In Russia, nationwide demonstrations erupted on 21 September in response to the announcement by Russian President Vladimir Putin of a “partial mobilization” to fill the ranks of Russian forces in Ukraine (TV Rain, 21 September 2022). While “hidden mobilization” has been occurring for months, the Kremlin has announced its intent to draft 300,000 soldiers, with opposition outlets claiming it plans to conscript more than a million men (ISW, 23 September 2022). Anti-mobilization demonstrations announced by Russian opposition movement Vesna took place in dozens of towns, with police dispersing demonstrations and arresting demonstrators and journalists. In Moscow and St. Petersburg, police beat people with rubber batons and, in one instance, broke a protester’s arm during their arrest (OVD Info, 21 September 2022; OVD Info, 22 September 2022). Some detained demonstrators received conscription notices upon arrival at police stations (TV Rain, 22 September 2022). In the two days following the mobilization announcement, six military recruitment offices and four administration buildings were set on fire by unidentified arsonists in different regions (Activatica, 22 September 2022; Activatica, 23 September 2022).
Meanwhile, pro-government rallies were organized across the country on 23 September in support of the Russian “referendums” in occupied Ukrainian regions. In dozens of cities, students reported having been pressured to take part in the rallies by university administrations (Meduza, 23 September 2022).
Elsewhere, demonstrations against the mobilization in Russia were held in several European countries last week. The rallies, many organized by Russians living abroad, took place in Cyprus, Finland, Norway, Serbia, and Sweden. Demonstrations in solidarity with Ukraine also took place in Belgium, France, Germany, and Italy.
Along the Armenia-Azerbaijan Line of Contact, ceasefire violations continued almost daily, however, at a lower level than the week prior. At least one Armenian serviceman was wounded as a result of Azerbaijani fire in the Syunik region of Armenia.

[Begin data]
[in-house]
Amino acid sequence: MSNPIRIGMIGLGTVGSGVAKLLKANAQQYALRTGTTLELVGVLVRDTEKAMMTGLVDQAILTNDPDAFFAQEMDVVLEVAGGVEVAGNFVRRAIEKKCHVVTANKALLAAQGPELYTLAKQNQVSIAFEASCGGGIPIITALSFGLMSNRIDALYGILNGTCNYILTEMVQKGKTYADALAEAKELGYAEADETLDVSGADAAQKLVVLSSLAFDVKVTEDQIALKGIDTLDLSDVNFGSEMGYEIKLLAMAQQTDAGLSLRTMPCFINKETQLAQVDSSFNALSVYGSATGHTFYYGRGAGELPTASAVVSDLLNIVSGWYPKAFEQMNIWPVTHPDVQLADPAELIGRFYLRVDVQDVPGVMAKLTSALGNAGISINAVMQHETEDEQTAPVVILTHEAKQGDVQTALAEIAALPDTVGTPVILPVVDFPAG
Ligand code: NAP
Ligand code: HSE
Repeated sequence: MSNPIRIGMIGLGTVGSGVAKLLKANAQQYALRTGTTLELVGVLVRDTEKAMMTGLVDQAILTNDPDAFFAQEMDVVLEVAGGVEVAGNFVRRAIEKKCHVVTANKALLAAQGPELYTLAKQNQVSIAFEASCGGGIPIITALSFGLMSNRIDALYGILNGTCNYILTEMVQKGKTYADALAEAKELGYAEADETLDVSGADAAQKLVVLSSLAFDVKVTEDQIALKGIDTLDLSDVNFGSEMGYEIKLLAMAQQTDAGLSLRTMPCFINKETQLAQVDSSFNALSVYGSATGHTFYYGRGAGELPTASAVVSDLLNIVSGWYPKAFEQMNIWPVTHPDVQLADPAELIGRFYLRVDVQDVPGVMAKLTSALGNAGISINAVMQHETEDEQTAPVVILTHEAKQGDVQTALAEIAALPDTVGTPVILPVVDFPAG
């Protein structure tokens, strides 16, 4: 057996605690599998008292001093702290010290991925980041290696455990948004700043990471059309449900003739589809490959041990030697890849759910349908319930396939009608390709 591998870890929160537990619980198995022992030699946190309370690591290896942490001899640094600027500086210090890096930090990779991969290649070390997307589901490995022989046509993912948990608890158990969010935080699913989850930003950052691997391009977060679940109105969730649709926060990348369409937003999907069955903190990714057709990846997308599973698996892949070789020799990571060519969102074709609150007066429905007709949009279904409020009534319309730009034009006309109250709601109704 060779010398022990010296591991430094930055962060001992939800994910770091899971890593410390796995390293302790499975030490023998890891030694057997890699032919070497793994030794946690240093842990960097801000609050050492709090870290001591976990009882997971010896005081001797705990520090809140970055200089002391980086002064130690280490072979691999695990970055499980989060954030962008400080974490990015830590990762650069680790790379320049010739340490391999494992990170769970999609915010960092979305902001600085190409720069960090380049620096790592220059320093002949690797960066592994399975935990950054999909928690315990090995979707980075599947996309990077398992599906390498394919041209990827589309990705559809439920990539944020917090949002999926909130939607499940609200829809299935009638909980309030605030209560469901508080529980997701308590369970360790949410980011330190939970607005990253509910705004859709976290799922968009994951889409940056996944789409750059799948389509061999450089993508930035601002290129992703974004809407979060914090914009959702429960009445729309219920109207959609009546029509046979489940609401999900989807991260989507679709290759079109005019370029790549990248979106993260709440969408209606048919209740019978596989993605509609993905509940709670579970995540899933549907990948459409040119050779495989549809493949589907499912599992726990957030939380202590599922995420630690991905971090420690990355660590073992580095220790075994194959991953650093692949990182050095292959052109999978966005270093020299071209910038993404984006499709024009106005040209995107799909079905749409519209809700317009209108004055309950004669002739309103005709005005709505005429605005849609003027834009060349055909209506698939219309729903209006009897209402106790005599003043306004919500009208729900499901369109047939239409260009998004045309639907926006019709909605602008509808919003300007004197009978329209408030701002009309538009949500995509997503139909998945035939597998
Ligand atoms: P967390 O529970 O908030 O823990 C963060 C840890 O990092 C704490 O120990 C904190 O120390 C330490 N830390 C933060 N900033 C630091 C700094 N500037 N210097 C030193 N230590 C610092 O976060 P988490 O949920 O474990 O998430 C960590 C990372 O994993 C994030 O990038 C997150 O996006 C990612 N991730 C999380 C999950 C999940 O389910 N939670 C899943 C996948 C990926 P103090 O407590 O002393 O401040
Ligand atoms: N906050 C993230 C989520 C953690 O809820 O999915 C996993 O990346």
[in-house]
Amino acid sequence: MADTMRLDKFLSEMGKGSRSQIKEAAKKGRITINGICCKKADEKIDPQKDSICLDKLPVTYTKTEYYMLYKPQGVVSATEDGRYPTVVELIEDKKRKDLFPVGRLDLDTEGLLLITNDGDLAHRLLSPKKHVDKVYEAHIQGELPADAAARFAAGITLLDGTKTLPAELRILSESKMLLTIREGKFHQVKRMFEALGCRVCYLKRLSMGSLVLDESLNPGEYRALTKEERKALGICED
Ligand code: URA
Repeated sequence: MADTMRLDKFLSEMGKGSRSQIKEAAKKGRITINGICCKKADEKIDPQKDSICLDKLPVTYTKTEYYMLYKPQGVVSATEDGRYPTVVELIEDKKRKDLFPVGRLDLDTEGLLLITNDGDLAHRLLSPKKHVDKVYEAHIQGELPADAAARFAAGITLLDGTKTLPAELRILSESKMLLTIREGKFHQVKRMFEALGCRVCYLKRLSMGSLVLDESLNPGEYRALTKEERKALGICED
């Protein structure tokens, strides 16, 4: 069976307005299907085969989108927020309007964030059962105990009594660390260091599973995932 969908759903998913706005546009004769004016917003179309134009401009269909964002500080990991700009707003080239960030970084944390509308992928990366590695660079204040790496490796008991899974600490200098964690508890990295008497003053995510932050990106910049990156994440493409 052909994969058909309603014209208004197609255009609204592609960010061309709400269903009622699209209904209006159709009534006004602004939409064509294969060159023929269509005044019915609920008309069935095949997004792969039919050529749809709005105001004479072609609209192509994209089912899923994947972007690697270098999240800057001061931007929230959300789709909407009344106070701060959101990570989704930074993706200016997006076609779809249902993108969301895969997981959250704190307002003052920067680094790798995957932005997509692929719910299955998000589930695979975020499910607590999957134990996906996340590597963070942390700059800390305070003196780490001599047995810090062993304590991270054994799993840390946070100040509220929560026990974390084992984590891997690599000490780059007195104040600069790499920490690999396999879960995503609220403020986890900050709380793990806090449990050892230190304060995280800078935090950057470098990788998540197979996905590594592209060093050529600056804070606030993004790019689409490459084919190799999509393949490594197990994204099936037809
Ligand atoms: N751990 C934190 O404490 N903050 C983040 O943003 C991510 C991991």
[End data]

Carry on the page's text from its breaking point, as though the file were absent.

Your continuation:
Fighting also decreased along the disputed border between Kyrgyzstan and Tajikistan last week compared to the week prior. Despite a ceasefire agreement between the two countries (DW, 16 September 2022), shelling and battles took place in the Batken and Osh regions of Kyrgyzstan and the Lakhsh district of Tajikistan on 17 September. The violence contributed to the 33% increase in violent events in Kyrgyzstan last week relative to the weekly average for the preceding month. ACLED’s Conflict Change Map warned of increased violence in the country during the preceding four weeks.
The death of Mahsa Amini in Iran sparked demonstration activity across Europe last week. The 22-year-old ethnic-Kurd-Iranian woman died on 16 September in custody, after being arrested by Iran’s ‘morality police’ for not wearing her hijab according to the country’s law (BBC, 16 September 2022). Members of the Iranian community and women gathered in Belgium, Finland, Georgia, Germany, Greece, Italy, the Netherlands, Portugal, and the United Kingdom to protest against the Iranian government and express support for ongoing demonstrations in Iran following Amini’s death.
Meanwhile, climate demonstrations were held in Austria, Denmark, Finland, France, Germany, Greece, Ireland, Italy, Latvia, the Netherlands, Poland, Portugal, Spain, and Sweden to coincide with the Global Climate Strike organized on 23 September by the Fridays for Future movement.
Demonstration activity linked to rising living costs, inflation, and energy prices also continued to take place across the region last week, with protests recorded in Austria, Belgium, the Czech Republic, France, Germany, Ireland, Italy, Kazakhstan, Moldova, the Netherlands, Norway, Portugal, Slovakia, Spain, and the United Kingdom.
Note: This dashboard automatically updates to cover the latest four weeks of data released by ACLED. Use the date filters to view data for the one-week period covered by this Regional Overview.